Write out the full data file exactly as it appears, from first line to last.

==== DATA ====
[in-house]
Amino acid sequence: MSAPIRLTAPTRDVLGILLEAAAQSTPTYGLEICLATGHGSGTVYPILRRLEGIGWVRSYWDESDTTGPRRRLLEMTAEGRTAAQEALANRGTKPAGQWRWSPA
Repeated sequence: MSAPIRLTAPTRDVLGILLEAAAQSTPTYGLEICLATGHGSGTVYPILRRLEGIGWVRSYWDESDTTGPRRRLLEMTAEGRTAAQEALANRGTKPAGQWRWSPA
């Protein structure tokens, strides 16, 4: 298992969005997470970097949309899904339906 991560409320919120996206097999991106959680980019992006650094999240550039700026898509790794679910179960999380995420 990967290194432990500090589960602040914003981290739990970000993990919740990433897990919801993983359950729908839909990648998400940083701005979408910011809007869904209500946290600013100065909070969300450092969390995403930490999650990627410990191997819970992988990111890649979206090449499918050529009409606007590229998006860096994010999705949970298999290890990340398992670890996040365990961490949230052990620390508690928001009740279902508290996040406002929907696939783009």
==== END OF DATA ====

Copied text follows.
[in-house]
Amino acid sequence: MSAPIRLTAPTRDVLGILLEAAAQSTPTYGLEICLATGHGSGTVYPILRRLEGIGWVRSYWDESDTTGPRRRLLEMTAEGRTAAQEALANRGTKPAGQWRWSPA
Repeated sequence: MSAPIRLTAPTRDVLGILLEAAAQSTPTYGLEICLATGHGSGTVYPILRRLEGIGWVRSYWDESDTTGPRRRLLEMTAEGRTAAQEALANRGTKPAGQWRWSPA
């Protein structure tokens, strides 16, 4: 298992969005997470970097949309899904339906 991560409320919120996206097999991106959680980019992006650094999240550039700026898509790794679910179960999380995420 990967290194432990500090589960602040914003981290739990970000993990919740990433897990919801993983359950729908839909990648998400940083701005979408910011809007869904209500946290600013100065909070969300450092969390995403930490999650990627410990191997819970992988990111890649979206090449499918050529009409606007590229998006860096994010999705949970298999290890990340398992670890996040365990961490949230052990620390508690928001009740279902508290996040406002929907696939783009």